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Understanding Revocable Transfer on Death Deeds in California

Sept. 6, 2019

Contact Our Berkeley Estate Attorneys to Learn More

California lawmakers passed Assembly Bill 139 (AB 139) in September 2015. Prior to the passage of this law, which went into effect on January 1, 2016, certain homeowners had a more difficult time ensuring their homes would not go through probate after death. Probate court is a process where the future of your assets and belongings pass to your heirs. However, the process is expensive and time-consuming for everyone involved.

About California's Transfer on Death Deed

AB 139 created the “simple revocable transfer on death deed”, which gave homeowners more options for quickly transferring ownership than they had prior to 2016. Homeowners can use a will or a living trust to pass their homes onto their loved ones. Additional Californians may inherit a home due to joint tenancy or community property with rights of survivorship.

The revocable transfer on death deed can simplify matters for certain people who want to pass an eligible residence to a named beneficiary. By using this option, you can transfer an eligible residence to a beneficiary of your choosing by signing a simple revocable transfer on death deed and having it notarized within 60 days. You can also revoke the deed at any time of your choosing.

Who Can Use a Simple Revocable Transfer on Death Deed?

AB 139 helps certain middle and low-income homeowners who have single-family homes or condominiums as well as residences with four or less residential dwellings. If you have a single-family residence on agricultural property that encompasses 40 acres or less, then you can also use this deed.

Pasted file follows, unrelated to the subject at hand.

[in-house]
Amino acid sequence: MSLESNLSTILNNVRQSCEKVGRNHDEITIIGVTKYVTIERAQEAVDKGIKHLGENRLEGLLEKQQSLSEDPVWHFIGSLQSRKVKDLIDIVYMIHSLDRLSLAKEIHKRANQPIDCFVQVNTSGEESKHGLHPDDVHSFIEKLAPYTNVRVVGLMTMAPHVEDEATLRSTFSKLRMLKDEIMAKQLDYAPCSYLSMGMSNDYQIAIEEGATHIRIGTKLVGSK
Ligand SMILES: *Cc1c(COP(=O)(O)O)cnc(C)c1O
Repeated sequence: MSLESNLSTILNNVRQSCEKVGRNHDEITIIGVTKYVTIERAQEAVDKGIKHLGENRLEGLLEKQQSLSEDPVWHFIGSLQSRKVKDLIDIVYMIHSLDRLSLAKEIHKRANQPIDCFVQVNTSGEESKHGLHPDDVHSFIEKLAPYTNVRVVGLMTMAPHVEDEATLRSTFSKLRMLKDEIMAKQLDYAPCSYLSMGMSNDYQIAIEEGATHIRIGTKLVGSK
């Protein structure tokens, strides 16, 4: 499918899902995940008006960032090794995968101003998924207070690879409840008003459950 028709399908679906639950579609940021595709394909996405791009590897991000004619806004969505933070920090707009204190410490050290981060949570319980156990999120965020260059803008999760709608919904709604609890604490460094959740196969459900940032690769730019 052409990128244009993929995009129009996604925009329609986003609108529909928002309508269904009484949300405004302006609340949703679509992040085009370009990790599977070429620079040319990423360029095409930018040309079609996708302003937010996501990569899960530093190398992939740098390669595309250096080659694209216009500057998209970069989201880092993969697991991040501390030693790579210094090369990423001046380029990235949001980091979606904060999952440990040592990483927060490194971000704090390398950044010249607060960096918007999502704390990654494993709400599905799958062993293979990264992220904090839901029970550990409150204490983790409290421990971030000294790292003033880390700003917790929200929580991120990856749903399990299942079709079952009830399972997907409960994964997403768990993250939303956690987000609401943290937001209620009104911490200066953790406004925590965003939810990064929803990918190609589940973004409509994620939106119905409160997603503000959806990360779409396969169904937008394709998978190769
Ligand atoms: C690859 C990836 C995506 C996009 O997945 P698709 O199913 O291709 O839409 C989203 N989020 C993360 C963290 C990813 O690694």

Are There Benefits to a Revocable Transfer on Death Deed?

AB 139 was primarily created to help low and middle-income homeowners avoid the expenses associated with probate court without having to spend money establishing a trust. Probate court can incur thousands of dollars in expenses, especially in cases where taxes, debts or complicated assets are part of the estate.

AB 139 provides a quick and inexpensive option for passing your home to a beneficiary after your death. There are also tax benefits provided by AB 139. Your spouse would not have to pay taxes on the property because the IRS considers adding a joint tenant as a gift. If you lack the time or means to establish a trust, then the revocable transfer on death deed could also make matters easier for you and your beneficiary.

Some families benefit from AB 139 more than others. For instance, a single (unmarried or not in a domestic partnership) tenant can use this option to pass his or her home to a specific beneficiary.

Married couples or homeowners with domestic partnerships may own their homes through joint ownership or community property. The home would pass to the surviving spouse or partner.

Are There Downsides to a Revocable Transfer on Death Deed?

Depending on the circumstances, there are a couple of downsides to using this option. If your beneficiary dies before you do, then your property may have to go through probate court if you do not have an alternative estate plan established.

Additionally, there could be issues with this process if you name a minor as your beneficiary. Your beneficiary would not receive full ownership over the property until they turned 18 years old. Ownership would transfer to a court-appointed custodian until your beneficiary's 18th birthday.

Unsecured debts or prior Medi-Cal benefits could also complicate the transfer of your home to your designated beneficiary as he or she would assume responsibility for these debts. You should consider whether it is possible to pay back certain Medi-Cal benefits you received or unsecured debts before your passing.

A revocable or irrevocable living trust can help you avoid some of the cons associated with a transfer on death deed. When a trust is used in conjunction with other estate planning tools, your assets can avoid probate and other legal complications after your death.

Call Our Berkeley Estate Attorneys for More Information

Trusts can be a safer way to protect your assets, including a home, after your passing. Our Berkeley estate attorneys can review your financial situation and other factors that could affect your ability to pass property to your loved ones. The attorneys at Davidson Estate Law have more than four decades of experience helping families in the Bay Area with complicated estate matters.

If you have questions about a revocable transfer on death deed or establishing a trust, then we encourage you to reach out to us for help by calling. You can also use the contact form we have on our website.